British data standards could be set to diverge from the EU’s as the government seeks to deliver its ‘Brexit dividend’ for UK businesses, a government minister has said.
The government will be launching proposals to move away from elements of the General Data Protection Regulation (GDPR) that was introduced by the EU in 2018.
Culture secretary Oliver Dowden said in an interview with the Telegraph that planned reforms will cut down on the requirement in GDPR for organisations to request user consent for ‘cookies’ to track a user’s browser data history when visiting their website.
He said that rules like this one were “pointless”.
Ministers will also reportedly scrutinise whether consumers should continue to have to repeatedly provide consent for their data to be used for similar or near-identical purposes in fields such as scientific research and clinical trials.
According to Bdaily News Dowden said: “Now that we have left the EU I’m determined to seize the opportunity by developing a world-leading data policy that will deliver a Brexit dividend for individuals and businesses across the UK. It means reforming our own data laws so that they’re based on common sense, not box-ticking.”
He added: “That means seeking exciting new international data partnerships with some of the world’s fastest growing economies, for the benefit of British firms and British customers alike.”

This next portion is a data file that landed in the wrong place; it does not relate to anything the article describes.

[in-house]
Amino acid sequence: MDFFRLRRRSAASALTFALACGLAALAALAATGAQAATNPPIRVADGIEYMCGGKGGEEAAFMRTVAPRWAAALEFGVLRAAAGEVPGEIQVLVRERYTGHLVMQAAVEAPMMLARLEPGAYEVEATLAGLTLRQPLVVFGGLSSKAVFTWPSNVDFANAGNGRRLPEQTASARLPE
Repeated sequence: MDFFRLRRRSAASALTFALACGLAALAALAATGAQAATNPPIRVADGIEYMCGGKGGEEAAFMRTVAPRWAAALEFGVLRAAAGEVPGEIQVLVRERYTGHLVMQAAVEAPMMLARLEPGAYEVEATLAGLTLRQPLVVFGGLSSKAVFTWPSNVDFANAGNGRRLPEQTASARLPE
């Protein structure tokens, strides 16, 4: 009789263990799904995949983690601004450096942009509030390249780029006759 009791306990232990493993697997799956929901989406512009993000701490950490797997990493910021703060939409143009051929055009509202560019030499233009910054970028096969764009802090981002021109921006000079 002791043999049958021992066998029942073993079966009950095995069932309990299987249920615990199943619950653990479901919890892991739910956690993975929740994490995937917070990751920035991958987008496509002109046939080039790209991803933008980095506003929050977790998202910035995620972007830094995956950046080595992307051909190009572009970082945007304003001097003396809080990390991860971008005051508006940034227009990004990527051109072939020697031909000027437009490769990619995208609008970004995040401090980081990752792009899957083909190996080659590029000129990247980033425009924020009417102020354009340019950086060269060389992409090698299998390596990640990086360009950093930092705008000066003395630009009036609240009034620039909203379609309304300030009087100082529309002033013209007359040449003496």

Eduardo Ustaran, a co-head of the global privacy and cybersecurity practice at the law firm Hogan Lovells, said the UK can move away from aspects of GDPR while maintaining its overall framework.
“What this means in practice is that the way in which international data flows are approached is not identical to the way the same data flows are treated in the EU,” he said. “But this doesn’t necessarily mean that the protection is going away.”
He added: “What the UK government is testing is our ability to recognise that the protection of personal data around the world comes in different shapes and forms but can still be effective.”
The Guardian notes however that changes will be constrained by the need to offer a new regime that the EU deems ‘adequate’, otherwise some data transfers between the UK and EU could be frozen.
The EU deemed the UK’s data laws as adequately secure in June, allowing data to continue flowing freely between the UK and EU.